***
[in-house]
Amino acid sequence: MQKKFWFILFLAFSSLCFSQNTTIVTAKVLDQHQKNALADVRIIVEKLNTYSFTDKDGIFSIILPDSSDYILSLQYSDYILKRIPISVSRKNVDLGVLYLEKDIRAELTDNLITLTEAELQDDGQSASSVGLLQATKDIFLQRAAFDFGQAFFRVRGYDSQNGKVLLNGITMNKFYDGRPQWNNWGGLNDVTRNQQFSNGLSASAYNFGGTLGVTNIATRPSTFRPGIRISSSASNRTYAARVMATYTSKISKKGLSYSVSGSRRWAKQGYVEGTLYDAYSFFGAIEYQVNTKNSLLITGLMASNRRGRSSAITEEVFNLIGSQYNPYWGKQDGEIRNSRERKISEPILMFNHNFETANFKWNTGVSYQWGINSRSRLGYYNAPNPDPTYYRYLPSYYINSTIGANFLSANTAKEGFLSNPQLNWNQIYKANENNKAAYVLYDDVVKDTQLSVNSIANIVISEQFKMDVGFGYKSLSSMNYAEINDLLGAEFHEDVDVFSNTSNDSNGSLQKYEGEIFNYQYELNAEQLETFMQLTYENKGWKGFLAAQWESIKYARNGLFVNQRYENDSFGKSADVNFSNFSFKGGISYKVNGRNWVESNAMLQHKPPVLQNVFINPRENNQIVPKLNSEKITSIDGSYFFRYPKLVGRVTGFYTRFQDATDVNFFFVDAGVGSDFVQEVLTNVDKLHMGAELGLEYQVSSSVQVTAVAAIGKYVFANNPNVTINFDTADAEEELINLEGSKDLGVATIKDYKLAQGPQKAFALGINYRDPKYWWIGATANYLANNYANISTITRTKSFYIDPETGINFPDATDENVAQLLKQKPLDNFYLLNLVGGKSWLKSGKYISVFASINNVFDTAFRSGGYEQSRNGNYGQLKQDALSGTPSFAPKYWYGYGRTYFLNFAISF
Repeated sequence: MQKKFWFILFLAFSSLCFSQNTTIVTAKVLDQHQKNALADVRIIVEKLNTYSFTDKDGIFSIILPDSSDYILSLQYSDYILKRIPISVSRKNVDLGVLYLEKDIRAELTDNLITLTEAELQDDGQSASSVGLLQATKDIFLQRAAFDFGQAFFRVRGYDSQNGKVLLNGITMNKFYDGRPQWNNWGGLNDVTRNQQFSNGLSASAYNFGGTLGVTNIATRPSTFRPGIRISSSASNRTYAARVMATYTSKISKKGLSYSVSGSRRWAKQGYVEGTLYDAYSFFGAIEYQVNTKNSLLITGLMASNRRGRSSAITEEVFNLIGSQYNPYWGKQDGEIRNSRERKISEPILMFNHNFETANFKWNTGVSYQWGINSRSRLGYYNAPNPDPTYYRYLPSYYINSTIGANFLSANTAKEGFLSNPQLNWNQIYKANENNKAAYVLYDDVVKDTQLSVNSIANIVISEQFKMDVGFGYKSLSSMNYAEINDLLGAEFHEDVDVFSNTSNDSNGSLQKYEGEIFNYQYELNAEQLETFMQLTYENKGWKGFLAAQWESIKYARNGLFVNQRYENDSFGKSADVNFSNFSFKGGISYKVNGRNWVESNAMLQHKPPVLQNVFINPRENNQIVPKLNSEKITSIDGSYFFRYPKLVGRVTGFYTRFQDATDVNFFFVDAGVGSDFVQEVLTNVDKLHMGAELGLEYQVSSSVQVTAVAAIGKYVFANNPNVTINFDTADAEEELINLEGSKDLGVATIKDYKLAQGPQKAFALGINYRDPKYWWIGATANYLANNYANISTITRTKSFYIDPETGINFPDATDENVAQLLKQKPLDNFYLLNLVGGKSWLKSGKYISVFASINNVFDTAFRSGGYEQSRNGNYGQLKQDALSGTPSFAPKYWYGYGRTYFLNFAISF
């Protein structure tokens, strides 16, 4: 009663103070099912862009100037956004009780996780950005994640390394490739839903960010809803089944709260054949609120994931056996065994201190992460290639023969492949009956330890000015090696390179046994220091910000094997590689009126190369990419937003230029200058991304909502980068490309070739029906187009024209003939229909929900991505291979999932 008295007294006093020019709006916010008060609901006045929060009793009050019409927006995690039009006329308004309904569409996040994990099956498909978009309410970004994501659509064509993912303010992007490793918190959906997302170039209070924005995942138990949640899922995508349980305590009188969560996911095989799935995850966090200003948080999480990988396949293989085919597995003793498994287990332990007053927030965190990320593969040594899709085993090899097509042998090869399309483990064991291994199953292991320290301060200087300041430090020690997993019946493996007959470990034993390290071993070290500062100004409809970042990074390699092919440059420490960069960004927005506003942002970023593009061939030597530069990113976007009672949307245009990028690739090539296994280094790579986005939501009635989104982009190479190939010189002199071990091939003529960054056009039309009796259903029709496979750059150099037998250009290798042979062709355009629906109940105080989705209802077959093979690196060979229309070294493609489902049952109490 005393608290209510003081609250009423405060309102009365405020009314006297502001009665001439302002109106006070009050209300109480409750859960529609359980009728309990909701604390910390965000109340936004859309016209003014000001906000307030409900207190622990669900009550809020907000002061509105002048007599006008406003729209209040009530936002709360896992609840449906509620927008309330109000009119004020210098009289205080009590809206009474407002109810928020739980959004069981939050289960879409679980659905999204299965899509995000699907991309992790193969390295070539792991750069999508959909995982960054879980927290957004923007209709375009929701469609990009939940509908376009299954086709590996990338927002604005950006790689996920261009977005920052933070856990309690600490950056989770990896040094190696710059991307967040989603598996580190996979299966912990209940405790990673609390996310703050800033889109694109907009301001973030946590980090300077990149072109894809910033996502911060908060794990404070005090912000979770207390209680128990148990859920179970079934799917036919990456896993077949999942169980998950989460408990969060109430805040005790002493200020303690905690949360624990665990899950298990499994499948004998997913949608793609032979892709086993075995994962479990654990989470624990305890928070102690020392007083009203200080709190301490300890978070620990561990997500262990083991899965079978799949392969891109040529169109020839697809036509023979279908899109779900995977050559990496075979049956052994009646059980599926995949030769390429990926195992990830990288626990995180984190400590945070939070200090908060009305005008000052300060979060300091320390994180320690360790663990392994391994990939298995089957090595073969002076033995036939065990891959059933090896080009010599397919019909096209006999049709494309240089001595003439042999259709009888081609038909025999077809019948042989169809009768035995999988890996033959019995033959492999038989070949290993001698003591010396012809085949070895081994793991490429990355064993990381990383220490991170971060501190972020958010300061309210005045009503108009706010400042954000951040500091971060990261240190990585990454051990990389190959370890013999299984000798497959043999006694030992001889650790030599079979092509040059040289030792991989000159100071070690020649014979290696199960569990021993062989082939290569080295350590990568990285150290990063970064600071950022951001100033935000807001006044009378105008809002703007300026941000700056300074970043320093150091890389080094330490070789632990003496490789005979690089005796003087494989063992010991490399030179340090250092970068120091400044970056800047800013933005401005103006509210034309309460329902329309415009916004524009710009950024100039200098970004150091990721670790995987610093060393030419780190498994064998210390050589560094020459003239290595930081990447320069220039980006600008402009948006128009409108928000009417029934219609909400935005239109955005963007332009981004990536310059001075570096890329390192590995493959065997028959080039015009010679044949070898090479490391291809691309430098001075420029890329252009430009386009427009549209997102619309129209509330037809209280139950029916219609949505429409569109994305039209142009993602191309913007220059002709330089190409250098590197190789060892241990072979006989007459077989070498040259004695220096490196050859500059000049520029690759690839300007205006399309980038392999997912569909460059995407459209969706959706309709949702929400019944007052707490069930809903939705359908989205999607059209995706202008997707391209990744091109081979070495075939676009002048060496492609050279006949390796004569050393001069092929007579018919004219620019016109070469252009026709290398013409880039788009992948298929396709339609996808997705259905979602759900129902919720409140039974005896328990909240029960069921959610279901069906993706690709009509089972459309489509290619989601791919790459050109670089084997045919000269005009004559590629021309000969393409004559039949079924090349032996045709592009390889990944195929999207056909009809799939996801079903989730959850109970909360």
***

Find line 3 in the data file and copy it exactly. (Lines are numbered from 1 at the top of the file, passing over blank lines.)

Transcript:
Repeated sequence: MQKKFWFILFLAFSSLCFSQNTTIVTAKVLDQHQKNALADVRIIVEKLNTYSFTDKDGIFSIILPDSSDYILSLQYSDYILKRIPISVSRKNVDLGVLYLEKDIRAELTDNLITLTEAELQDDGQSASSVGLLQATKDIFLQRAAFDFGQAFFRVRGYDSQNGKVLLNGITMNKFYDGRPQWNNWGGLNDVTRNQQFSNGLSASAYNFGGTLGVTNIATRPSTFRPGIRISSSASNRTYAARVMATYTSKISKKGLSYSVSGSRRWAKQGYVEGTLYDAYSFFGAIEYQVNTKNSLLITGLMASNRRGRSSAITEEVFNLIGSQYNPYWGKQDGEIRNSRERKISEPILMFNHNFETANFKWNTGVSYQWGINSRSRLGYYNAPNPDPTYYRYLPSYYINSTIGANFLSANTAKEGFLSNPQLNWNQIYKANENNKAAYVLYDDVVKDTQLSVNSIANIVISEQFKMDVGFGYKSLSSMNYAEINDLLGAEFHEDVDVFSNTSNDSNGSLQKYEGEIFNYQYELNAEQLETFMQLTYENKGWKGFLAAQWESIKYARNGLFVNQRYENDSFGKSADVNFSNFSFKGGISYKVNGRNWVESNAMLQHKPPVLQNVFINPRENNQIVPKLNSEKITSIDGSYFFRYPKLVGRVTGFYTRFQDATDVNFFFVDAGVGSDFVQEVLTNVDKLHMGAELGLEYQVSSSVQVTAVAAIGKYVFANNPNVTINFDTADAEEELINLEGSKDLGVATIKDYKLAQGPQKAFALGINYRDPKYWWIGATANYLANNYANISTITRTKSFYIDPETGINFPDATDENVAQLLKQKPLDNFYLLNLVGGKSWLKSGKYISVFASINNVFDTAFRSGGYEQSRNGNYGQLKQDALSGTPSFAPKYWYGYGRTYFLNFAISF